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Primer question from a reloading beginner

roberthu526

Sergeant of the Hide
Full Member
Minuteman
Mar 11, 2020
218
104
So I want to start by saying that I am just in the planning phase of reloading. I am still in the preparing and learning phase. Based on my observation, primer is still scarce nowadays. I saw some CCI small rifle 400 primer the other day and remembered that I read somewhere that it is just Okay and not ideal for PRS. My question is if I am just trying get familiar with the reloading process and aiming for sub MOA accuracy with 308 or 6.5 CM, is the CCI 400 an acceptable primer to begin with?

Thanks in advance!
 
Acceptable … yes. Optimal … Probly not.

When using in cartridges with 40+ grains of powder the primer of choice most will go with is a small rifle magnum like a cci450. A Remington 7 1/2 br is another popular choice.

Since you said you were in the planning and learning phase of reloading I’ll offer a suggestion - when talking cartridges like 6.5CM or 308 there are so many proven excellent load combinations that it’s wise to copy or follow the herd with what works. It’s the easy button that can save a lot of time and headaches of not learning the hard way like many others of us already have and lead to a more enjoyable first time reloading experience.
 
I've had good experiences with the CCI-400 in cartridges that normally use a small rifle primer. For the 308 or 6.5 CM if the cases are made for a small rifle primer I would use the CCI-450.
 
I would STRONGLY suggest getting with an experienced reloader and let them teach you the whole process IN PERSON , from start to finish and all the little things not in youtube videos that are critical to a safe and good experience. This is by far the best advice you will ever get on reloading. You can find someone easily. Most are happy to teach a new guy and will really go out of the way to help you.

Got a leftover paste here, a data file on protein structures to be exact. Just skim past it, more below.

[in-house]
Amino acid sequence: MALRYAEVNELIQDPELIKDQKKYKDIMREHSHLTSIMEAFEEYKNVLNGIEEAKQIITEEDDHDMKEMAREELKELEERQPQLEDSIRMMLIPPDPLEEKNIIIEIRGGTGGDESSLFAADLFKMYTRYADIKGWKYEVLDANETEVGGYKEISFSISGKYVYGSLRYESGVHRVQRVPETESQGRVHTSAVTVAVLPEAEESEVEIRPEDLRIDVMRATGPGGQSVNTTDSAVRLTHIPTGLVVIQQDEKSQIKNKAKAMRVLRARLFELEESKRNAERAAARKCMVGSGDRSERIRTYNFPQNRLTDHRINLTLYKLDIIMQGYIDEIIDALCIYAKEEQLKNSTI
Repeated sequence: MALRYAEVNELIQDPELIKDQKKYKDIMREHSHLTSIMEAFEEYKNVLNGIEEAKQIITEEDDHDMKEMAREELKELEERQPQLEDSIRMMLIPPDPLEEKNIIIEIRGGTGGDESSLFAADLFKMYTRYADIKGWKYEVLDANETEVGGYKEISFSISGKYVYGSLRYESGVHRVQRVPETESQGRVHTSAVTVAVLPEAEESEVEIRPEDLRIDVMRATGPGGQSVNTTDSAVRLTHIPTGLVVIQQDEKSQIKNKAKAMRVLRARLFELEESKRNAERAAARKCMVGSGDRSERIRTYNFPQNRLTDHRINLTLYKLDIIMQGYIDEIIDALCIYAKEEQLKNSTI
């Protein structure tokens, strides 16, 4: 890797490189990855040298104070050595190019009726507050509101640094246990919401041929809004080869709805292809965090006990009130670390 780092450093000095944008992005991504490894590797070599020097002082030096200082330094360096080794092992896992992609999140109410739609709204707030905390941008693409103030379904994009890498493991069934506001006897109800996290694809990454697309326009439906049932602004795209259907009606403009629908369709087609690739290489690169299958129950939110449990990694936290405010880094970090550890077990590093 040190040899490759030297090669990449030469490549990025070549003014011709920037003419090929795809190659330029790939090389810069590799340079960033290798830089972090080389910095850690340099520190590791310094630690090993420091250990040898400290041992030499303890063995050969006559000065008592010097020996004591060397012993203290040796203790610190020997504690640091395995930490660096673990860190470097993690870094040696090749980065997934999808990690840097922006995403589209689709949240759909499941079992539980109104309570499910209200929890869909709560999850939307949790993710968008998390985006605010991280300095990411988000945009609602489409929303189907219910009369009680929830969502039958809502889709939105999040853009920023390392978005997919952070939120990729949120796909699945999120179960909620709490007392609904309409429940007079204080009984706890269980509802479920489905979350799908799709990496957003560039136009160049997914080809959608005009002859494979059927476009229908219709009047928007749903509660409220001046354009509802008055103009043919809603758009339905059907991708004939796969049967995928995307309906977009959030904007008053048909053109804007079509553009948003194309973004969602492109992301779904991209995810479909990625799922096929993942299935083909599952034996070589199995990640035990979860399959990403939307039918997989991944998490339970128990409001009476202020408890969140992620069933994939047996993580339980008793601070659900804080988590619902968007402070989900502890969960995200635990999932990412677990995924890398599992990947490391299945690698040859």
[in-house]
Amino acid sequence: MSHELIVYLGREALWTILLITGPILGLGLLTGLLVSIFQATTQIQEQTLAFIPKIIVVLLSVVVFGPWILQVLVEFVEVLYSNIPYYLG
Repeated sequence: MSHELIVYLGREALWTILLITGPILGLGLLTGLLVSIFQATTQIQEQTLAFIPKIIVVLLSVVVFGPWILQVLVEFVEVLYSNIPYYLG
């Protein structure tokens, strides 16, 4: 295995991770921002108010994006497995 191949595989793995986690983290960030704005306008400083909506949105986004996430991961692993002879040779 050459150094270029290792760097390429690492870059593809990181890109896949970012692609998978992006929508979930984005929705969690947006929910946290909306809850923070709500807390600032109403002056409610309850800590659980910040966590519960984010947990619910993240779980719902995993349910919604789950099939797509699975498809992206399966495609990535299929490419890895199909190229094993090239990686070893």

To answer your question , cci 400 will work fine. Just make sure you work up the load with the brass and primer and powder you are going to use. You aren't going to be loading such fantastic and consistent ammo for it to matter for a while anyway. When you can, get some 450's for later or shoot a LRP, but it's hardly something for you to worry with now honestly.
 
So I want to start by saying that I am just in the planning phase of reloading. I am still in the preparing and learning phase. Based on my observation, primer is still scarce nowadays. I saw some CCI small rifle 400 primer the other day and remembered that I read somewhere that it is just Okay and not ideal for PRS. My question is if I am just trying get familiar with the reloading process and aiming for sub MOA accuracy with 308 or 6.5 CM, is the CCI 400 an acceptable primer to begin with?

Thanks in advance!
It helps to think in terms of the temperatures one is going to use the primers in since this kind of thing is about good consistent ignition. And different powder respond to different ignition sources differently. SRP's (Small Rifle Primers) work just fine in cartridges for 308 and 6.5 CM when you're in summer time temperatures (like, especially in places like Arizona summers). But if you're in sub-zero temperatures, it's probably not a good idea SRP's for these calibers. Magnum primers provide larger flame with higher ignition temperatures for larger case charges and Magnum SRP's can help with low ambient temperatures, but still have limits. These magnums can be used in higher temperatures, but depending on the powder being used, it may not be the best choice for best results (they'll add a little extra velocity and pressure than the non magnum primers).